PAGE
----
|Cubs Broadcast History - Page 6|
|Written by Ken|
|Thursday, 26 July 2007 12:18|
Page 6 of 12
WRIGLEY FIELD IN YOUR HOME
The Chicago Cubs, in addition to being among baseball’s radio pioneers, were also at the head of the pack in television. Early in 1946, WBKB-TV announced plans to televise opening day at Wrigley Field. Unfortunately, transmission problems involving their downtown antenna and an inconveniently placed office building forced a delay in game telecasts until July 18.
Jack Gibney handled the commentary on the first game, but he was not destined to be recalled as one of Chicago’s great sports announcers. In 1947, “Whispering” Joe Wilson, joined by Jack Brickhouse, took over in the WBKB booth for all 77 Cubs home contests.
Brickhouse, like his mentor Bob Elson, came from Peoria. But Brick ended up sounding completely unlike “The Commander.” Thin and bespectacled in his younger years, the admittedly “gee-whiz” broadcaster soon bulked up and lost most of his hair.
Elson helped Brickhouse get a job on WGN in the early 1940s, and in 1945, with Elson in the military, “Brick” took over as the #1 on White Sox radio broadcasts.
The next year, however, Elson returned from the service, and Brickhouse, out of a job in Chitown, went to New York in 1946 to announce New York Giants games at the Polo Grounds with neophyte Steve Ellis. Brickhouse did not enjoy working with the flinty Ellis, and returned to Chicago the following season to join Joe Wilson at WBKB.
Early on, Brickhouse cottoned onto television as the next big thing. “I wanted to get into this television thing and find out what it was all about,” he wrote years later. At first, it certainly wasn’t about prosperity; WBKB in 1947 paid Wilson and Brickhouse the princely sum of $35 per game—each.
Around this time, Brickhouse developed his signature call for home runs, a hearty and often voice-cracking “Hey, Hey!!” He also used plenty of other terms, like “Whee!” when the Cubs did something well, or “Oh, brother!” when they didn’t, that Elson, who saw himself as more of a serious journalist, would never have used. Unfortunately for Cubs fans, Brickhouse read more “unhappy totals” at game’s end than “happy totals” in his many years reporting Cubs contests.
WGN, Channel 9 on the dial, decided to enter the televising game in 1948, hiring Brickhouse away from WBKB to become the lead announcer. He was joined by Marty Hogan (for one year) and Harry Creighton (through 1956) in the Channel 9 booth, beginning a 34-year association that helped shape the baseball vocabulary and understanding of millions of Cubs fans.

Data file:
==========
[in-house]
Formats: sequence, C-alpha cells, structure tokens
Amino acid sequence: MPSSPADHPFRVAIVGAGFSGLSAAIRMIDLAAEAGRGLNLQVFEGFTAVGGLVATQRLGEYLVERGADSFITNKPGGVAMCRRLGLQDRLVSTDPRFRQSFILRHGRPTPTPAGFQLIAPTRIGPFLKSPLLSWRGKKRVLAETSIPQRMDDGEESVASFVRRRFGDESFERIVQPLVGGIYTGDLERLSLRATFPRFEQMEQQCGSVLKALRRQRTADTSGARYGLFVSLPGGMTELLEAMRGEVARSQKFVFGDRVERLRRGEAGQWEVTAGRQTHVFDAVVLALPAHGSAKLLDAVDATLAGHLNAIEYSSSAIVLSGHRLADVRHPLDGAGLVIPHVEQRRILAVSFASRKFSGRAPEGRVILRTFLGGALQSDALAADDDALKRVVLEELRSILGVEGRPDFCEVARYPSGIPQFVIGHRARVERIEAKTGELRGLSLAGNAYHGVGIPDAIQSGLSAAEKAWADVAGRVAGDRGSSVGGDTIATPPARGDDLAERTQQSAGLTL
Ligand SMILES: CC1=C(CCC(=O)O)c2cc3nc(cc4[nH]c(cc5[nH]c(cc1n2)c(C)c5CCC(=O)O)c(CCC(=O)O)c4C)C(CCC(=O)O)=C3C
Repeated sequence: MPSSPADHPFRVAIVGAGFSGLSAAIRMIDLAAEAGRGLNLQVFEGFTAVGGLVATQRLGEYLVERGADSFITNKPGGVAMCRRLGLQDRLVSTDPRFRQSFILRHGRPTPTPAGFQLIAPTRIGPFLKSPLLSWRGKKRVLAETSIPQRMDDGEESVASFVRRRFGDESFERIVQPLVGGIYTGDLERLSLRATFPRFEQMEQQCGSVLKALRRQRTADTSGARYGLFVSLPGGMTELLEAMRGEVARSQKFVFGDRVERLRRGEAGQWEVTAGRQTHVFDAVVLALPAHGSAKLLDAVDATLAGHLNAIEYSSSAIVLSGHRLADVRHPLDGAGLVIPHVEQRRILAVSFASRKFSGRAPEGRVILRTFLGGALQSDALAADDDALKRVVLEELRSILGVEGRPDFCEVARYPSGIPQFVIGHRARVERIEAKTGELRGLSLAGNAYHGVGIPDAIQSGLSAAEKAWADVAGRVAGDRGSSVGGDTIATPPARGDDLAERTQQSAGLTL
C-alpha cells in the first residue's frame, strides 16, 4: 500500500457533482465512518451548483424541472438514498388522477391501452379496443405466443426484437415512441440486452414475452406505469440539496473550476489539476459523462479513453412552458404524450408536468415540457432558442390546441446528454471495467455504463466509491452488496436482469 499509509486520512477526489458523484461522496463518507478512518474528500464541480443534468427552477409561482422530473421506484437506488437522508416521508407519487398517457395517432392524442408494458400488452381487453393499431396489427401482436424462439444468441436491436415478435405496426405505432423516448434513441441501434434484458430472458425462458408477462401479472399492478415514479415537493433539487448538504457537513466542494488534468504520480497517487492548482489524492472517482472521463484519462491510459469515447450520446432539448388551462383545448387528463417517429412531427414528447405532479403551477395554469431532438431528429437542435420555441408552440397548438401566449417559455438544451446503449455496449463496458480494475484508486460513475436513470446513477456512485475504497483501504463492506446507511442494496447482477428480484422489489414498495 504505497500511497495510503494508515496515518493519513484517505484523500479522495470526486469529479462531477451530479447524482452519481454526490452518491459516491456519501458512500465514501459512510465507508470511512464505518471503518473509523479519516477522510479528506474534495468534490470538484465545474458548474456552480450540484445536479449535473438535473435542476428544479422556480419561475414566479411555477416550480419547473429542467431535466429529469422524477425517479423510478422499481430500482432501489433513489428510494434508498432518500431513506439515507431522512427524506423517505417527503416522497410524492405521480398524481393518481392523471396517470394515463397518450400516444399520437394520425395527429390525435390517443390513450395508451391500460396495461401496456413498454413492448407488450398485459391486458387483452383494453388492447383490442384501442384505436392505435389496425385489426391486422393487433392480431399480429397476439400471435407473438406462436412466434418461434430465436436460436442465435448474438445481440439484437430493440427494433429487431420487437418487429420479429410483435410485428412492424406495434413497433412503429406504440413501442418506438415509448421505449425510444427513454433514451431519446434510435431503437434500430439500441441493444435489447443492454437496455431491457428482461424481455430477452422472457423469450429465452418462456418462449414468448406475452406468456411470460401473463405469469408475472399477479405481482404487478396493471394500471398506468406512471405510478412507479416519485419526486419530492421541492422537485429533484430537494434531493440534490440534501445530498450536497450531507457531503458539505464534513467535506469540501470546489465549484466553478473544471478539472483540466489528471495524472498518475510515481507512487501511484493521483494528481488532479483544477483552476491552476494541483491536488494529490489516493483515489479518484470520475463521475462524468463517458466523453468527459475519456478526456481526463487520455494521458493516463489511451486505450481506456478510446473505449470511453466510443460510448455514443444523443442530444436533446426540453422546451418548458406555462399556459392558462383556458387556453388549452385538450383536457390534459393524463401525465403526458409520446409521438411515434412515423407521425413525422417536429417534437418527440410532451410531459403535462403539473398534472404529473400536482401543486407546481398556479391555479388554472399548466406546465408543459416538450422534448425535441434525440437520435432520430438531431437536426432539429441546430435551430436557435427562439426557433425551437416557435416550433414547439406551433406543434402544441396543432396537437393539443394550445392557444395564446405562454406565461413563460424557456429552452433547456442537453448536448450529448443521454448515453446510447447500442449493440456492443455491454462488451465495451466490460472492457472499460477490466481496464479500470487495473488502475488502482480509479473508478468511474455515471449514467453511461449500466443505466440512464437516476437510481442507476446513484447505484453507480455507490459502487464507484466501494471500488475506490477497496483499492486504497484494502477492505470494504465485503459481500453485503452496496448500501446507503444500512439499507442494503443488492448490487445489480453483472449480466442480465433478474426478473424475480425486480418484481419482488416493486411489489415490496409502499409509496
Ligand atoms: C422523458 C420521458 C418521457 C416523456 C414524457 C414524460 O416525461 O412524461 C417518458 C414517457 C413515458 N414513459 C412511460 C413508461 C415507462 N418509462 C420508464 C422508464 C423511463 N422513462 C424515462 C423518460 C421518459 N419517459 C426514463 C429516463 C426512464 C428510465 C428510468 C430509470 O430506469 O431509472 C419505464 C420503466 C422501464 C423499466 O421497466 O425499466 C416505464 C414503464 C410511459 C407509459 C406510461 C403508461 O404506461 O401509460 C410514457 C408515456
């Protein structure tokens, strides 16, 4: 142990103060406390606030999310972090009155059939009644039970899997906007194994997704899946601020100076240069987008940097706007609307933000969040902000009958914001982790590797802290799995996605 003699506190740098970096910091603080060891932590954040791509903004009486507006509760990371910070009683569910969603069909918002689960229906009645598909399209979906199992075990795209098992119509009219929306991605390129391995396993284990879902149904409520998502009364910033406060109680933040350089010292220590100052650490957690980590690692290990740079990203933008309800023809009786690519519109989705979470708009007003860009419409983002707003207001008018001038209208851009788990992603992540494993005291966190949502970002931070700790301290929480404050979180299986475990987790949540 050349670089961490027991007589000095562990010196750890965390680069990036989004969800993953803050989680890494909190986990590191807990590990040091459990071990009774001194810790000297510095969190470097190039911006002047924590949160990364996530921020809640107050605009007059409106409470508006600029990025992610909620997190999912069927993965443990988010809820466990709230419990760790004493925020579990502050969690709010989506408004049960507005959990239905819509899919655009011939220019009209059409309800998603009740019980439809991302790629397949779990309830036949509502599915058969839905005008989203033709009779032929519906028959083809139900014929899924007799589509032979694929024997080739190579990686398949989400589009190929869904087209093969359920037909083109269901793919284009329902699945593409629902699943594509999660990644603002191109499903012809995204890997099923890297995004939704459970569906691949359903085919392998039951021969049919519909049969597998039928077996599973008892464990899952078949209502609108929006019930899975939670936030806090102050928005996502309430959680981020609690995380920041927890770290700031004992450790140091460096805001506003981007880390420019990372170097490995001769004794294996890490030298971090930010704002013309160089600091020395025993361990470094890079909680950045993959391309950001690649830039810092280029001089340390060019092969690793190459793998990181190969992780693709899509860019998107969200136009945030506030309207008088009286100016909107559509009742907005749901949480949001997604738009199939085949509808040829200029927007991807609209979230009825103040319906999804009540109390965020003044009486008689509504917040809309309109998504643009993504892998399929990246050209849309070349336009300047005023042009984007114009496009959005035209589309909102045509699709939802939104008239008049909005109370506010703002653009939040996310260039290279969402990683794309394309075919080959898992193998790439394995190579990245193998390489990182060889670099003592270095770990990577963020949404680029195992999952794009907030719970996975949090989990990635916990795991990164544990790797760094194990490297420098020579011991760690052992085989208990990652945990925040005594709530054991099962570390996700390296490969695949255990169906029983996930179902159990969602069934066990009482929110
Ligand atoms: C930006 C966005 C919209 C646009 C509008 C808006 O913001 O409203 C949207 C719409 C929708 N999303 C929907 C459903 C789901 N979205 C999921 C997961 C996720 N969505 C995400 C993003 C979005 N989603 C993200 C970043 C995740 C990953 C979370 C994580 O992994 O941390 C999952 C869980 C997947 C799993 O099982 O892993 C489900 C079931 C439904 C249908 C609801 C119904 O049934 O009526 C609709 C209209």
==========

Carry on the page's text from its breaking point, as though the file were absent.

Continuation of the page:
As in the early days of radio, the baby-step years of TV were not about exclusivity. In 1948, three stations televised all 77 Cubs home contests. Besides WBKB and WGN, WENR also was in on things, employing Bill Brundidge and legendary former Cubs second baseman Rogers Hornsby to describe the action.
WENR dropped out after that one year, leaving WBKB and WGN competing for Cubs fans’ eyeballs until 1951. Following that season, Joe Wilson and WBKB whispered their way into memory.
In those days, television broadcasts of ballgames usually featured two or three cameras at most, one in the upper deck behind home plate and one down each foul line, either at field level or in the upper deck. The innovation of positioning a camera in the center field stands, which most credit to WGN, came in the late 1950s.
Back then, teams saw TV as promotion, much as they had done in the early days of radio. Chicago put their home games on the air in order to bring Wrigley Field into homes and taverns as a way to entice people to come out to the park. The idea of taking a television crew on the road was ridiculous; the cost in the late 1940s of hauling crews and cameras around the country was prohibitive, and independent TV production companies were still years away.
Therefore, Brickhouse spent his summers almost entirely in Chicago, giving words to the pictures of WGN’s Cubs and the White Sox home games. The first-ever Cubs road telecast did not come until 1960.
By then, the throaty, friendly, and enthusiastic Vince Lloyd had slid comfortably into the TV booth, backing up Brickhouse following the departure of Harry Creighton. Lloyd did occasional play-by-play, between-inning commercials, and the popular “Lead-Off Man” pre-game interview for both the Cubs and the White Sox. One of Lloyd’s greatest moments was an irreverent Opening Day 1961 interview at Griffith Stadium in Washington, D.C. with President John F. Kennedy.
Of course, that moment—and most of the other truly memorable Chicago baseball moments of the 1950s and early 1960s—came with Brickhouse and Lloyd calling the action for the White Sox.
May 15, 1960, however, marked a great Cubs moment. In the first game of a doubleheader against the Cardinals at Wrigley Field, Don Cardwell, making his first Cubs start after being acquired from the Phillies, fired a no-hitter. Tape of the eighth and ninth innings (and the post-game) of this contest still exists; WGN’s feed, with Brickhouse and Lloyd at the mikes, is the earliest video of a regular-season no-hitter.
When the Cubs (and Sox) aired their very occasional road games, the WGN-TV crew split, adding another staff announcer such as Lloyd Pettit or Len Johnson to help deal with the extra work. Only in 1968, after the Pale Hose departed WGN for the greener ($$$) pastures of the UHF dial, did the Cubs ramp up their schedule, increasing road games from a paltry five in 1967 to a hearty 63.
|Last Updated on Thursday, 26 July 2007 12:31|